Eric Ravilious

Eric Ravilious SWE (British 1903-1942)

English painter, wood-engraver and designer. Eric Ravilious was born in Acton and was educated at Eastbourne School of Art and then at the Royal College of Art (1922–1925), where he was taught by Paul Nash and became close friends with Edward Bawden. He began teaching part-time at Eastbourne School of Art in 1925 and later that year was elected to the Society of Wood Engravers, having been proposed by Paul Nash. After leaving the RCA, he became a master of wood engraving and illustrated numerous books and produced patterned papers for the Curwen Press. In the 1930s he began painting larger compositions in a wider range of colour, and this led him to use lithography to illustrate High Street (1938). Later as a War Artist he produced a series of lithographs of submarines.

Ravilious also produced posters and designs for Wedgwood, including the celebration mug (1936) for the coronation of King Edward VIII, which was withdrawn and revised for the coronations of George VI and Elizabeth II; the Alphabet mug (1937); the Afternoon Tea (1937), Travel (1938) and Garden Implements (1939) china sets; and the Boat Race Day cup (1938). He also designed glass for Stuart Crystal (1934), furniture for Dunbar Hay (1936) and graphic work for advertisements for London Transport and others. Despite his success as a designer, Ravilious concentrated increasingly on watercolours. His landscapes and rural interiors often featured the downland and coast of southern England; haunting and lyrical, these works show a world in suspense and often feature chalk hill figures, as in Train Landscape (c. 1939; Aberdeen, A.G.) and empty rooms (e.g. Farmhouse Bedroom, 1939; London, V&A). In 1939 he became a War Artist, and during World War II he depicted such subjects as De-iceing Aircraft (c. 1942; London, Imperial War Museum). He died while observing a sea rescue mission.

Ravilious created very few prints, and those he produced were in direct collaboration with printers. His first lithograph was in 1936, ‘Newhaven harbour’, printed by the esteemed Curwen Press. Ravilious created the ‘High Street’ series of lithographs between 1936 and 1937, drawing the images directly on the stone, also at the Curwen. The idea was given to him by his lover, Helen Binyon, and he had initially proposed it as an ‘alphabet of shops’ to the Golden Cockerel Press, with whom he had previously worked, but they proved too small a press to undertake such a project. Curwen’s great ambition in the arena of lithography saw them subsidise the project.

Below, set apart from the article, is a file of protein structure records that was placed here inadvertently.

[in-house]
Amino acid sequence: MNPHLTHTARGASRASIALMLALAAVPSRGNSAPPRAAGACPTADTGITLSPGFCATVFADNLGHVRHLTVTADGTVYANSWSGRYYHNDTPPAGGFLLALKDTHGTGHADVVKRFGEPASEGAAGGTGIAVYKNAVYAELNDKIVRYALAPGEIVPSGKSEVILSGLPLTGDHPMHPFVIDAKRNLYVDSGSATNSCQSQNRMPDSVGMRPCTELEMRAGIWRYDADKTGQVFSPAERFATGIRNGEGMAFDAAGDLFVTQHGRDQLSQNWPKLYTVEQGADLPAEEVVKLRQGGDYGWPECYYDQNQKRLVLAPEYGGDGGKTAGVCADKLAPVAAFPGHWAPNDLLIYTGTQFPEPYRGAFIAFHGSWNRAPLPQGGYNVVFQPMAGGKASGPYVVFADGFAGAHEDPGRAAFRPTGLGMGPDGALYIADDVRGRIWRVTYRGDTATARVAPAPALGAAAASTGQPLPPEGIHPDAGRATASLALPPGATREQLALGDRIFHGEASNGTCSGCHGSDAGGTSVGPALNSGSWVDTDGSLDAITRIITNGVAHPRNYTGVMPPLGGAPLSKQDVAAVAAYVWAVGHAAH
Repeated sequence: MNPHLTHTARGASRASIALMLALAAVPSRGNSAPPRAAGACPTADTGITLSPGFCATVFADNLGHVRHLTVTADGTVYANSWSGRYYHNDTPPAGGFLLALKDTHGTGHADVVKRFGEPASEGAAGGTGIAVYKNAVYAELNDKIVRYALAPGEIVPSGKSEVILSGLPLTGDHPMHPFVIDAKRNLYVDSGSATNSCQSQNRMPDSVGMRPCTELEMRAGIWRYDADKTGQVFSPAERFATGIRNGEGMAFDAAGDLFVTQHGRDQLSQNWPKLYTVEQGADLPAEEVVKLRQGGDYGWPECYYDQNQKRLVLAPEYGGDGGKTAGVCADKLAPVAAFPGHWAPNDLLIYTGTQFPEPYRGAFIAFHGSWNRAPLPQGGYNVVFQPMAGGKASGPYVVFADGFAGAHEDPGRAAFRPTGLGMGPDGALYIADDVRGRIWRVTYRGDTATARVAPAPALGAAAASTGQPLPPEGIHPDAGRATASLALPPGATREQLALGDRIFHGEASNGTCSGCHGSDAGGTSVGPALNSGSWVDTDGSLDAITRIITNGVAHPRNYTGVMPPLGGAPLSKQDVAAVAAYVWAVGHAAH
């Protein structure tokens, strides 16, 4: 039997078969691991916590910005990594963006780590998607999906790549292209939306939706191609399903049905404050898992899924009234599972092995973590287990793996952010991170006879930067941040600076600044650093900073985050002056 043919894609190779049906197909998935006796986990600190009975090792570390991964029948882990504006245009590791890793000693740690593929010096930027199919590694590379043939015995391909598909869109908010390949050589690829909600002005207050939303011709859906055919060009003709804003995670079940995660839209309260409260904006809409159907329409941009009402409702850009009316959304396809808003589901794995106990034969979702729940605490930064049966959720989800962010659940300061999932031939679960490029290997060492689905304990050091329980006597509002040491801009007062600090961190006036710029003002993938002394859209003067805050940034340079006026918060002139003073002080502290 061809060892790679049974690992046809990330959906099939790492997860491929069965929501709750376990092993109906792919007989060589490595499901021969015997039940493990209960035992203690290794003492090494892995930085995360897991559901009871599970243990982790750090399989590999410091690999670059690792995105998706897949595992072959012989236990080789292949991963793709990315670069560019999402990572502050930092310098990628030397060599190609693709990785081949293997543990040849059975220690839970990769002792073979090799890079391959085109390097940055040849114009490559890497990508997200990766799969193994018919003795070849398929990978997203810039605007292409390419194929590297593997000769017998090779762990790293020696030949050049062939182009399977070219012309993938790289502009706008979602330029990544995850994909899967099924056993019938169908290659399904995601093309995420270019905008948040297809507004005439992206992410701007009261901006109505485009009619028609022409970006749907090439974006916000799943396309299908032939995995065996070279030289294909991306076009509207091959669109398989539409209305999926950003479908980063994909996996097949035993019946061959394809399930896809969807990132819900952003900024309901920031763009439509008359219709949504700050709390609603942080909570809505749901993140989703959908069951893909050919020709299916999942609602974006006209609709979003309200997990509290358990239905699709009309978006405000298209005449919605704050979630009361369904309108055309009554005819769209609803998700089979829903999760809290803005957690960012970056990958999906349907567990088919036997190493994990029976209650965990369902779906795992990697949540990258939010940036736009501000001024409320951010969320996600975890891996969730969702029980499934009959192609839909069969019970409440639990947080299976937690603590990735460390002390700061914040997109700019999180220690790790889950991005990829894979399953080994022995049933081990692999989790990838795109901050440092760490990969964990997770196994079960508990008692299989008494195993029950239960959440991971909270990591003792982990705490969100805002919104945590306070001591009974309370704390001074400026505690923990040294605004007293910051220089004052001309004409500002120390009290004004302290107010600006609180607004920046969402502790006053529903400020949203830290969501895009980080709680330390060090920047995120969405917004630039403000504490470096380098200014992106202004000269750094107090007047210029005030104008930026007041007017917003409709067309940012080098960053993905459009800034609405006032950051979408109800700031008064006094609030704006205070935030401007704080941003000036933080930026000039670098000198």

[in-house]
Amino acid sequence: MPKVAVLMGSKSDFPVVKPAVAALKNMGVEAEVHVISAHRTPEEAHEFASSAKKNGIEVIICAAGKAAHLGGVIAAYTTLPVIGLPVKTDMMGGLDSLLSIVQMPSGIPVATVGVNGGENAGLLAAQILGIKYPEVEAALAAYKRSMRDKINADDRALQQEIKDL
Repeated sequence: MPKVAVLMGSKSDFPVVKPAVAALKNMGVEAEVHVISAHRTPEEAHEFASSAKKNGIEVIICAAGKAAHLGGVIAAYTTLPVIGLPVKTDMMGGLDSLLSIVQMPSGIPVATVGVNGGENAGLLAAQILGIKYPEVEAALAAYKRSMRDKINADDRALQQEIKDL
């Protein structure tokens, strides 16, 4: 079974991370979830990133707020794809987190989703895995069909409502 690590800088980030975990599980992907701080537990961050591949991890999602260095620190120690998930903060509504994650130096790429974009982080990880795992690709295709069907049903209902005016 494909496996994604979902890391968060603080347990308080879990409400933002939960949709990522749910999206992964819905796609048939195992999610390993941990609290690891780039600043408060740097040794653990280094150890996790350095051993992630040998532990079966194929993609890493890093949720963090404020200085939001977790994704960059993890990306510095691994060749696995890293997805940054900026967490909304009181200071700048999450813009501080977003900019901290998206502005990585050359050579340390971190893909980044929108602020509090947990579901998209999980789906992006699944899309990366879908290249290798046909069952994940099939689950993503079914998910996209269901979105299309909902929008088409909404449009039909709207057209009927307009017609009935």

These examples are the original lithographs, printed for ‘High Street’ in an edition of c. 2000; they have never been reprinted in their original state, since Ravilious’ lithographic plates were destroyed in the Blitz. In 2008 The Mainstone Press published a history of the project, The Story of High Street; in 2004, several of the lithographs from this series were exhibited at the Imperial War Museum, for their ‘Imagined Realities’ Show.

References: J. M. Richards: The Wood Engravings of Eric Ravilious (London, 1972); F. Constable: The England of Eric Ravilious (London, 1982); H. Binyon: Eric Ravilious: Memoir of an Artist (London, 1983); R. Dalrymple: Ravilious and Wedgwood (London, 1986); Eric Ravilious, 1903–42: A Re-assessment of his Life and Work (exh. cat. by P. Andrew, Eastbourne, Towner A.G. & Local Hist. Mus., 1986); R. Garton, ed.: For Shop Use Only: Eric Ravilious (Devizes, 1993); Tate Gallery. Artists at the Curwen Exhibition 178. Horne. The Dictionary of Twentieth Century British Book Illustrators, p. 363.

These examples are the original lithographs, printed for ‘High Street’ in an edition of c. 2000; they have never been reprinted in their original state, since Ravilious’ lithographic plates were destroyed in the Blitz. In 2008 The Mainstone Press published a history of the project, The Story of High Street; in 2004, several of the lithographs from this series were exhibited at the Imperial War Museum, for their ‘Imagined Realities’ Show.